Heath was involved at all levels of the design process — she came up with the recipes for the clay and the glazes, designed the lines, everything. Now there are three different clay bodies, which are the types of clay that they use to produce goods. There's one red, one white, and one made from recycled materials left over by the processing of the other two. There's also over 80 glazes for the tiles. And with designers working constantly from Heath's inspiration to create new products, there are new products every year.

Here's how the pieces get made:

 It starts with extruding clay, which is basically taking the natural form of the clay and creating unified tile bodies out of it. The process involves some crazy machinery (called extruders, pug mills, and augers. Great names.) The tiles are then cut into the right shape and dried before being glazed.

It starts with extruding clay, which is basically taking the natural form of the clay and creating unified tile bodies out of it. The process involves some crazy machinery (called extruders, pug mills, and augers. Great names.) The tiles are then cut into the right shape and dried before being glazed.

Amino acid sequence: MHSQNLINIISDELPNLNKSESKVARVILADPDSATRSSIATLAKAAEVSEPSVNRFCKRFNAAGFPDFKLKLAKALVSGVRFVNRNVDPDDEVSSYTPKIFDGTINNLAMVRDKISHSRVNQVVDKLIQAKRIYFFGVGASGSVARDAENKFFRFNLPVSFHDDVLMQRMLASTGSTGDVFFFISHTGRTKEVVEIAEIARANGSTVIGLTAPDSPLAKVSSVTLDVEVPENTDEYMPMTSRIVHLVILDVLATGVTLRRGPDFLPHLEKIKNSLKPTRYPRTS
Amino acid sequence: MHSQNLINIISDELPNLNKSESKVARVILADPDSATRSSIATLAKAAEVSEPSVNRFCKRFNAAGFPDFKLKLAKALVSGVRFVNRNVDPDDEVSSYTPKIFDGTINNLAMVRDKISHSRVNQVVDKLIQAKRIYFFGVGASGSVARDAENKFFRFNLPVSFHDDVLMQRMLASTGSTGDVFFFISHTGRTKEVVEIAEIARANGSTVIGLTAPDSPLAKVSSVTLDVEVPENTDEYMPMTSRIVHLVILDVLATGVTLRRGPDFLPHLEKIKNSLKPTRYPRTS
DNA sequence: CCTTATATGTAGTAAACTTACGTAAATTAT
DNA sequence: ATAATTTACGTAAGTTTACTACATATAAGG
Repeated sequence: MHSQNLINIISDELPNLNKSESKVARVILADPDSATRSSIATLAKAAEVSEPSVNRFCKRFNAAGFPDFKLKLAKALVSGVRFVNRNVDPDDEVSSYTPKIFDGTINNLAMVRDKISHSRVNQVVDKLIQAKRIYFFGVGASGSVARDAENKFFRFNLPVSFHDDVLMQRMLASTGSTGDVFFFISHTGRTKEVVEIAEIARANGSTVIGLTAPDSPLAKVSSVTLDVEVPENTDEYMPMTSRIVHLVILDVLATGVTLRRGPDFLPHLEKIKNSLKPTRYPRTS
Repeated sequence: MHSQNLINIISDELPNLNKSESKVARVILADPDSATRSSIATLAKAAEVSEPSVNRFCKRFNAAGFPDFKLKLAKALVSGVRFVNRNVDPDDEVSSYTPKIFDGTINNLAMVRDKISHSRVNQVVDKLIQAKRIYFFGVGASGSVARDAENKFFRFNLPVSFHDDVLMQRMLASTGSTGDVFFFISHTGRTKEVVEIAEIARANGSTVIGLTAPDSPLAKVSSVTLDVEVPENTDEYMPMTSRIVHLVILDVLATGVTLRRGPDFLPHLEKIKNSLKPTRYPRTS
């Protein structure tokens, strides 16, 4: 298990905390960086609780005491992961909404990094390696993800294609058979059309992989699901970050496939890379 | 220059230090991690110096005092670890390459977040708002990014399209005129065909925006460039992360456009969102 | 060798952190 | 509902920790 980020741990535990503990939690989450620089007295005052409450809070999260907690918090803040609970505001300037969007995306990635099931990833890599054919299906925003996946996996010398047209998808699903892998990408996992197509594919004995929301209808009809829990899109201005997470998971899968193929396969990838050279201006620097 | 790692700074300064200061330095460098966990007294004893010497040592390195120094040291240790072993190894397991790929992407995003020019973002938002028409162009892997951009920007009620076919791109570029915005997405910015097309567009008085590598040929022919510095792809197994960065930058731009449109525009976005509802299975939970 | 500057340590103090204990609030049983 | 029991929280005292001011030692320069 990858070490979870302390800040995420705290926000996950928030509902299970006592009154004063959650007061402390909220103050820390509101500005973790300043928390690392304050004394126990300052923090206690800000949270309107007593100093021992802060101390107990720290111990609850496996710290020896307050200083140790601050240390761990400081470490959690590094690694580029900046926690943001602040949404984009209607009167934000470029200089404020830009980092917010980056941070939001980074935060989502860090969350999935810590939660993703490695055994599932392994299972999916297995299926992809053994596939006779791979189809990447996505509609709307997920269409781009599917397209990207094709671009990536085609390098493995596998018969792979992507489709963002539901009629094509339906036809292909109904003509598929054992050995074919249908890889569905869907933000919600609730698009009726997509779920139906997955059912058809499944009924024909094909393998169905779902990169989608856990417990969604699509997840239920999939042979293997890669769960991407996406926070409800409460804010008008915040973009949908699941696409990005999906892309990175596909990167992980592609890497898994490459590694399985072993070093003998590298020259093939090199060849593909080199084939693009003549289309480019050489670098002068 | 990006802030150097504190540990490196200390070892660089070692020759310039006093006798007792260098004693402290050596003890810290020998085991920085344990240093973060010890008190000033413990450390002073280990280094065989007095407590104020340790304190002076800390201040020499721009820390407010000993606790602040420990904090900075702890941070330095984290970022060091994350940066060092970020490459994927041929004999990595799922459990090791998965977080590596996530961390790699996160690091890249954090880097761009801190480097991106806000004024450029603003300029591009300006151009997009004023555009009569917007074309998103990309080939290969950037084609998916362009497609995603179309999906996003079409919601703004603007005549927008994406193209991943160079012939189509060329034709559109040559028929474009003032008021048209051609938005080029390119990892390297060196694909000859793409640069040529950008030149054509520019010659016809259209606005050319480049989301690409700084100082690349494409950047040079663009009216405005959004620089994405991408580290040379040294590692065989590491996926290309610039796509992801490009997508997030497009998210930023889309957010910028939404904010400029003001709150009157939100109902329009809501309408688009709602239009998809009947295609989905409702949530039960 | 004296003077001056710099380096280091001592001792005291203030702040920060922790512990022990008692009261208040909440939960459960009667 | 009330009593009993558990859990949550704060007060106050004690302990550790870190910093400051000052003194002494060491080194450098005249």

There is a press in the factory that can make dimensional tiles, but they can also be formed by artisans using the sponge belt to transform the shape of flat tile.

There is a press in the factory that can make dimensional tiles, but they can also be formed by artisans using the sponge belt to transform the shape of flat tile.

 Fancy glazing machines, run by craftsmen who have to train a year before they're allowed to work on something that goes out to the public. That actually sounds really dramatic and I'm not sure that I'm quoting the tour guides right, but you get the picture. Glazes are applied layer by layer. How many layers and thus how long it takes per piece depends on the type of glaze and clay being used, and generally each person has a couple of glazes that they specialize in rather than doing all 80.